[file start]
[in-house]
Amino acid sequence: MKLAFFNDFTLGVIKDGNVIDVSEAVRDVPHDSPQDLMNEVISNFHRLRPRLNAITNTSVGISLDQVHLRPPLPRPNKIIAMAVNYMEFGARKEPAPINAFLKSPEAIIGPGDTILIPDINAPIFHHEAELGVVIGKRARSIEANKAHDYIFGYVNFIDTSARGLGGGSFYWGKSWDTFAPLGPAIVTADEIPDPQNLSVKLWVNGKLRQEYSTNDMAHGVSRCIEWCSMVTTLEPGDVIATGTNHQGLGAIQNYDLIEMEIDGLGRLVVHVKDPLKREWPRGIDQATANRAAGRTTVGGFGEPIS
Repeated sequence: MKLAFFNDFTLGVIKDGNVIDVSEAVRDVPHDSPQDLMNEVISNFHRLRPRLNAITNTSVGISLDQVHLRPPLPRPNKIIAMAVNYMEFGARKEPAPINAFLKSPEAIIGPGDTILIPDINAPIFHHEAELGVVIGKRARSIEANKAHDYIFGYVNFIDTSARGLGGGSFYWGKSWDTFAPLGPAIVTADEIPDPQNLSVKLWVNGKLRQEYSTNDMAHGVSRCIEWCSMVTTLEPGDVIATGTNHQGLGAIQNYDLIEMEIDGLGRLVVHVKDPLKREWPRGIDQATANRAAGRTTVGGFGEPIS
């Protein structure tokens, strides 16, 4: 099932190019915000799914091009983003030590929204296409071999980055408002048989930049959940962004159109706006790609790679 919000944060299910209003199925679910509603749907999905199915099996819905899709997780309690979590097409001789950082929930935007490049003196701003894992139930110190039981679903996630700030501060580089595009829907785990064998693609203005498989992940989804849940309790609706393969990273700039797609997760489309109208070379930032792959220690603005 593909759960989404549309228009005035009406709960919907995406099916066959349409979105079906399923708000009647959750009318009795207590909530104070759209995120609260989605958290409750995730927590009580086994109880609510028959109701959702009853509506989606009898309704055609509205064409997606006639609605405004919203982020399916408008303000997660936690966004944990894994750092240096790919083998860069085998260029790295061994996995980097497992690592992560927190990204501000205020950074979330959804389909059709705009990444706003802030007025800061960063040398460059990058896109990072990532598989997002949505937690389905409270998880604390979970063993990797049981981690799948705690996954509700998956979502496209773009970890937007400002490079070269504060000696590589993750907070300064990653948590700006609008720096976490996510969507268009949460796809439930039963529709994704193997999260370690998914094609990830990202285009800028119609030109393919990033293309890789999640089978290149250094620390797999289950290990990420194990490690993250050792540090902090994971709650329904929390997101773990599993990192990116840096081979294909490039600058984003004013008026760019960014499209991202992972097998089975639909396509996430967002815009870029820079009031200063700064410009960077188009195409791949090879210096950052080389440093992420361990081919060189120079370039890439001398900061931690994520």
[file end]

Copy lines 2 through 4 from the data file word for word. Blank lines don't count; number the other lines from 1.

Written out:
Amino acid sequence: MKLAFFNDFTLGVIKDGNVIDVSEAVRDVPHDSPQDLMNEVISNFHRLRPRLNAITNTSVGISLDQVHLRPPLPRPNKIIAMAVNYMEFGARKEPAPINAFLKSPEAIIGPGDTILIPDINAPIFHHEAELGVVIGKRARSIEANKAHDYIFGYVNFIDTSARGLGGGSFYWGKSWDTFAPLGPAIVTADEIPDPQNLSVKLWVNGKLRQEYSTNDMAHGVSRCIEWCSMVTTLEPGDVIATGTNHQGLGAIQNYDLIEMEIDGLGRLVVHVKDPLKREWPRGIDQATANRAAGRTTVGGFGEPIS
Repeated sequence: MKLAFFNDFTLGVIKDGNVIDVSEAVRDVPHDSPQDLMNEVISNFHRLRPRLNAITNTSVGISLDQVHLRPPLPRPNKIIAMAVNYMEFGARKEPAPINAFLKSPEAIIGPGDTILIPDINAPIFHHEAELGVVIGKRARSIEANKAHDYIFGYVNFIDTSARGLGGGSFYWGKSWDTFAPLGPAIVTADEIPDPQNLSVKLWVNGKLRQEYSTNDMAHGVSRCIEWCSMVTTLEPGDVIATGTNHQGLGAIQNYDLIEMEIDGLGRLVVHVKDPLKREWPRGIDQATANRAAGRTTVGGFGEPIS
């Protein structure tokens, strides 16, 4: 099932190019915000799914091009983003030590929204296409071999980055408002048989930049959940962004159109706006790609790679 919000944060299910209003199925679910509603749907999905199915099996819905899709997780309690979590097409001789950082929930935007490049003196701003894992139930110190039981679903996630700030501060580089595009829907785990064998693609203005498989992940989804849940309790609706393969990273700039797609997760489309109208070379930032792959220690603005 593909759960989404549309228009005035009406709960919907995406099916066959349409979105079906399923708000009647959750009318009795207590909530104070759209995120609260989605958290409750995730927590009580086994109880609510028959109701959702009853509506989606009898309704055609509205064409997606006639609605405004919203982020399916408008303000997660936690966004944990894994750092240096790919083998860069085998260029790295061994996995980097497992690592992560927190990204501000205020950074979330959804389909059709705009990444706003802030007025800061960063040398460059990058896109990072990532598989997002949505937690389905409270998880604390979970063993990797049981981690799948705690996954509700998956979502496209773009970890937007400002490079070269504060000696590589993750907070300064990653948590700006609008720096976490996510969507268009949460796809439930039963529709994704193997999260370690998914094609990830990202285009800028119609030109393919990033293309890789999640089978290149250094620390797999289950290990990420194990490690993250050792540090902090994971709650329904929390997101773990599993990192990116840096081979294909490039600058984003004013008026760019960014499209991202992972097998089975639909396509996430967002815009870029820079009031200063700064410009960077188009195409791949090879210096950052080389440093992420361990081919060189120079370039890439001398900061931690994520």